New AKB48 single brings election vote tickets, and a lot of speculation15 May, 2012 by Mus
As the AKB48 4th Senbatsu Election looms near, the single picked to carry the voting tickets is Manatsu no Sounds Good. The group’s 26th major single, it is a summer-themed single; this means a cheery song, the beach, and of course, bikinis. While many did not expect much from Manatsu no Sounds Good, it brings a few surprises.
The first is the ridiculously inflated number of girls in the lineup. While past singles have generally hovered around the magical number of sixteen girls, Manatsu no Sounds Good has a whopping thirty-six girls in its lineup. With a majority of the girls from the new Team 4, it’s clear who the management wants to showcase this time.
It does however, seem a little counter-intuitive. At least one girl represents Namba, Sakae and Hakata. With this move, much of the magic and recognition that comes from being in the single senbatsu is lost. While the sheer number is impressive to say the least, it does nothing to help distinguish each girl from the rest. With no time to devote to every girl, the aural and visual focus ends up falling on the usual suspects, with the addition of one or two special ones.
In what is becoming a disturbing trend, Manatsu no Sounds Good is mediocre. A commenter on the Internet said the ‘only good parts of Manatsu … are the intro and the hook’. And for the most part, I would have to agree. With a guitar lead into a synth brass intro, the song has a grand entrance, only to falter with a less-than-stellar verse. The song has no tension, and only when the chorus hits does the listener remember what they were listening to.
At this point, much of AKB48’s releases seem to follow this formula of stringing hooks together and hoping no one notices that the rest of the song isn’t very good. What does result however, are very good insert songs. And this single is no different, Manatsu is used to good effect in the AKB48 x Haruyama Cool Biz campaign. The calm verses make for easy listening and ensure viewers don’t tune out, the hook makes sure the song never leaves your head.
Also included in Type B of the single is Gugutasu no Sora. The song itself is nothing of note, other than the fact that it is sung by the Google+ senbatsu, a crop of girls picked from the members who were most active in AKB48’s venture into social networking.
Of note in the Google+ senbatsu is Matsumura Kaori. The SKE48 research student is quite certainly self-made, getting into the spotlight by doing her own web-show on Google+.
While many were surprised by lineup changes, the promotional video garnered even more discussion amongst fans. The video is directed by Higuchi Shinji, who is most known for Nihon Chinbotsu (Japan Sinks) and his skill in utilizing special effects. Despite what many expected (it is a summer theme, after all) his propensity for apocalyptic themes was not diminished with Manatsu.
In the video, viewers are taken on a surreal journey involving extra-terrestrials, death and the necessary, dancing on the beach in bikinis. Shinji accomplishes this through extensive use of CGI and clever manipulation of filters. What he ends up with is a 5-minute long mini-film chock full of (apparent) foreshadowing; much of this is never shown in any of the other promotional materials for the singles.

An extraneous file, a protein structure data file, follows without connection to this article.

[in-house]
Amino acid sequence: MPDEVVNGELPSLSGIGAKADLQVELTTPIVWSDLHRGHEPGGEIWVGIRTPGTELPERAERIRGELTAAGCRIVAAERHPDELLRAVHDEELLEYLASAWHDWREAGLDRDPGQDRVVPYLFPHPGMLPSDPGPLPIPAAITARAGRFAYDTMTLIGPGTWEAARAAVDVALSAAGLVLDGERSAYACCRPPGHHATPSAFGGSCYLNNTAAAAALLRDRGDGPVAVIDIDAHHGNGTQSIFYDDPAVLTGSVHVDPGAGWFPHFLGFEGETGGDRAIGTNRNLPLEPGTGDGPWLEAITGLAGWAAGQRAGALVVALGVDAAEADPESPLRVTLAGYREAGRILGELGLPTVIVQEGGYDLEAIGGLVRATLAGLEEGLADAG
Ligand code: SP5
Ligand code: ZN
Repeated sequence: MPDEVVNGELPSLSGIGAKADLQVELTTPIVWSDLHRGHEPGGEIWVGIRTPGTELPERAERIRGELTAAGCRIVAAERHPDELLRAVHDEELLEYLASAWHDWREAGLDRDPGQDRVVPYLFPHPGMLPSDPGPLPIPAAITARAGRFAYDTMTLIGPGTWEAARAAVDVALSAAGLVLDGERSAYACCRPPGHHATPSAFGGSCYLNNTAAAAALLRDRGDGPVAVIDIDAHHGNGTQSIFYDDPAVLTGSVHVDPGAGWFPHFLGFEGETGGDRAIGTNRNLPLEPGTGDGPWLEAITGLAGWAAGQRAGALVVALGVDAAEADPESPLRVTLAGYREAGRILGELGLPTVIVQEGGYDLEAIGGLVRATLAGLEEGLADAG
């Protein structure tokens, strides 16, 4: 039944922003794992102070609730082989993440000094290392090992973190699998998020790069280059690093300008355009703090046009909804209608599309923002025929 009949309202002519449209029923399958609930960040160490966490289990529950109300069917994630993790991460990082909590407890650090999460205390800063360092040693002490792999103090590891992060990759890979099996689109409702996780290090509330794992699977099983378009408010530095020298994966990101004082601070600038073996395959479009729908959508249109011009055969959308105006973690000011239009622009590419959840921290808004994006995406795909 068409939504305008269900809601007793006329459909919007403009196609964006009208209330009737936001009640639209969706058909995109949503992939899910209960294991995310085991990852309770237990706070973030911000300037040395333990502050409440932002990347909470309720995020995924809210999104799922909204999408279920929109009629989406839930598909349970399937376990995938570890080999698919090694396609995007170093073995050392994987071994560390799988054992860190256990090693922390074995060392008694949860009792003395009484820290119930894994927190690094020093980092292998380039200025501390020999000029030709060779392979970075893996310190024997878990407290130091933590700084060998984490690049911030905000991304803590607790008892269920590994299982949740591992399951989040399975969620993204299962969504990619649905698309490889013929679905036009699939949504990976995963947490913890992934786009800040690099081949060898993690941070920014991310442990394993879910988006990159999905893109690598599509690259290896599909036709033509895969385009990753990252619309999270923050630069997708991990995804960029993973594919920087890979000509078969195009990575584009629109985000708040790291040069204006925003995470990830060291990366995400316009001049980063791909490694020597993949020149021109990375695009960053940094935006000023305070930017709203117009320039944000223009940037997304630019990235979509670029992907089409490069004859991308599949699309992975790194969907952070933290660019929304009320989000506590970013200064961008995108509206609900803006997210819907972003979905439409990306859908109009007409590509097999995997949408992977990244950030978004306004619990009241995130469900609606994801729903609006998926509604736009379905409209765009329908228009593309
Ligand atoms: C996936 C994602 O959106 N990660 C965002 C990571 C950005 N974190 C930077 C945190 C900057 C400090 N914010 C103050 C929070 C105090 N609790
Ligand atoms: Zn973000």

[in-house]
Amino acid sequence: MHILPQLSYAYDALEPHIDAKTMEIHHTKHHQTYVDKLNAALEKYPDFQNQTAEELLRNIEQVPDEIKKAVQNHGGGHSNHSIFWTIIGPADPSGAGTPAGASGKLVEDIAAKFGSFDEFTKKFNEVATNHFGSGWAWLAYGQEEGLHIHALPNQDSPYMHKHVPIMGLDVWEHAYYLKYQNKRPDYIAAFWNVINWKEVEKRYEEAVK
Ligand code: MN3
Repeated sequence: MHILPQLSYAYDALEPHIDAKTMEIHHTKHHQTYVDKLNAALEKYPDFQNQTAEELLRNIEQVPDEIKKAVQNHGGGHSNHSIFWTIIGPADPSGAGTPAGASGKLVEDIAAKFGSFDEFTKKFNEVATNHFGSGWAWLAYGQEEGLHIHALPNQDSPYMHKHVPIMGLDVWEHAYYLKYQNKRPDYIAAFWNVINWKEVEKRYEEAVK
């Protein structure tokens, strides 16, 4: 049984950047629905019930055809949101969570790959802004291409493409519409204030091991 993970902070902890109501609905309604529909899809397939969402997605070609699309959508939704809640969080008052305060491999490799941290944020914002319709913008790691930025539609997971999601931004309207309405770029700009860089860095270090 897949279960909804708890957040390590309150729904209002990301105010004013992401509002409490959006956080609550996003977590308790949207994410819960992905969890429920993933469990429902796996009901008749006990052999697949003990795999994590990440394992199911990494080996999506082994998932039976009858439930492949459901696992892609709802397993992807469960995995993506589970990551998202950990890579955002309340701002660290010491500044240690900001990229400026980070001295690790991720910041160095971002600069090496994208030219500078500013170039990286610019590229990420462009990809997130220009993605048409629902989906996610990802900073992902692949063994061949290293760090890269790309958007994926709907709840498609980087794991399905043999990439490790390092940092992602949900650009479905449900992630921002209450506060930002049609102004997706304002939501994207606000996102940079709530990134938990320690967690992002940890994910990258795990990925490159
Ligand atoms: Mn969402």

The PV begins with Watanabe Mayu attempting to resuscitate Maeda Atsuko. It is soon discovered that the old guard, comprised of the earlier generations of AKB48 are extra-terrestrial, coming down to Earth for reasons unknown.
The schoolgirls (made up of the newer generations of AKB48) that attempt to save them all die of mysterious, tuberculosis-like symptoms. As Mayuyu pedals down the road with Acchan, she gets transported into what looks like another world, one with dancing and singing girls.
Whether or not this is diegetic is up to the viewer; the video shifts between these two ‘worlds’, with a curious shot of Iwata Karen standing in the midst of corpses. As Watanabe assists the weakened Maeda at the end of the sequence, one cannot help but wonder the point of such a confusing video. Intentional or not, the video carries many messages and assures one thing: many will talk about it.
Personally, the A-side of Manatsu no Sounds Good is too weak to justify a purchase on its own merit. However, the fact that it could be the last single that ever features Maeda Atsuko, and the inclusion of a voting ticket is something else. And of course, this is something that management is banking on themselves.Click here to search CDJapan for official AKB48 goods.
Click here to search CDJapan for Manatsu no Sounds Good and other related items.
Writer who also doubles as the photographer during event coverage. Mus' interests in Japan lie in the language, literature, popular culture and underground rock bands. Having an academic background in Japan, Mus is also particularly interested in the study of Nihonjinron.